A federal judge temporarily halted California's ability to enforce a first-in-the-nation mandate for cleaner, low-carbon fuels, finding that the state Air Resources Board’s regulations discriminate against crude oil and bio-fuel manufacturers outside the state.

A lawsuit challenging the state regulations was filed in federal court last year by a coalition that includes the National Petrochemical & Refiners Assn. and the Consumer Energy Alliance.

U.S. District Court Judge Lawrence O’Neill’s ruling Thursday said the low-carbon fuel rules violated the U.S. Constitution’s commerce clause by discriminating against crude oil and bio-fuels producers located outside California.

“Today’s decision ... struck down a misguided policy that would have resulted in even higher fuel costs for California consumers while increasing the cost of business throughout the state,” Michael Whatley, Consumer Energy Alliance executive vice president, said in a Sacramento Bee report .

The regulations require gasoline and diesel fuel producers, refiners and importers to reduce the carbon footprint of their fuel by 10% over the next decade, as part of California’s landmark global-warming law aimed at reducing greenhouse gas emissions to 1990 levels by 2020.

In a joint statement, Bob Dineen, president of the Renewable Fuels Assn., and Tom Buis, chief executive of Growth Energy, which were plaintiffs in the case, said, “With this ruling, it is our hope that the California regulators will come back to the table to work on a thoughtful, fair, and ultimately achievable strategy for improving our environment by incentivizing the growth and evolution of American renewable fuels.”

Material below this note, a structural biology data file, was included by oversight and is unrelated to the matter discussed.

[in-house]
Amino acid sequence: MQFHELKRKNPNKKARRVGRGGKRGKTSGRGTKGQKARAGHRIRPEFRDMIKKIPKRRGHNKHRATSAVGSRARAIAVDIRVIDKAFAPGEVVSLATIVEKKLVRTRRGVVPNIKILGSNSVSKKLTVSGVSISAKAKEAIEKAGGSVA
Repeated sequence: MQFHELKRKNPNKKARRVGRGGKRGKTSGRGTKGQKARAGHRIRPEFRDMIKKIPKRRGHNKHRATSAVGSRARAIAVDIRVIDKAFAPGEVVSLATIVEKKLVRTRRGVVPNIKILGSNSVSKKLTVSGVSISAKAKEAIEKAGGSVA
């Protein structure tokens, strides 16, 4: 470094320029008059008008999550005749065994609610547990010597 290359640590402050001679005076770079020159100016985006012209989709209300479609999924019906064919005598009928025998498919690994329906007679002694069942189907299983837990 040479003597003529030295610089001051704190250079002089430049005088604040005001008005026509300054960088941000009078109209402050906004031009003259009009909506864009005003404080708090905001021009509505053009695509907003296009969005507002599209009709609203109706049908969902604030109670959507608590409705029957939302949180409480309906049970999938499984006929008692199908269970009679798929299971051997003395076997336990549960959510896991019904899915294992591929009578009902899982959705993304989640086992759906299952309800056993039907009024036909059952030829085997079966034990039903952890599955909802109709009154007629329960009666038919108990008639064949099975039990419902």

The judge’s ruling did not invalidate the low-carbon fuel program or its reporting requirements, according to the Los Angeles Times. But the injunction does remove the state’s ability to punish fuel wholesalers and refineries that sell gasoline or bio-fuels whose carbon footprint exceeds state guidelines, effectively taking the teeth out of the regulations.

The low-carbon fuel program was defended by Air Resources Board spokesman Stanley Young who said it was “an evenhanded standard that encourages the use of cleaner low carbon fuels,” in the Times report. “It does not discriminate against any fuels on the basis of geography.”

Young said the agency will seek clarification of the ruling and plans to appeal the decision to the U.S. 9th Circuit Court of Appeals.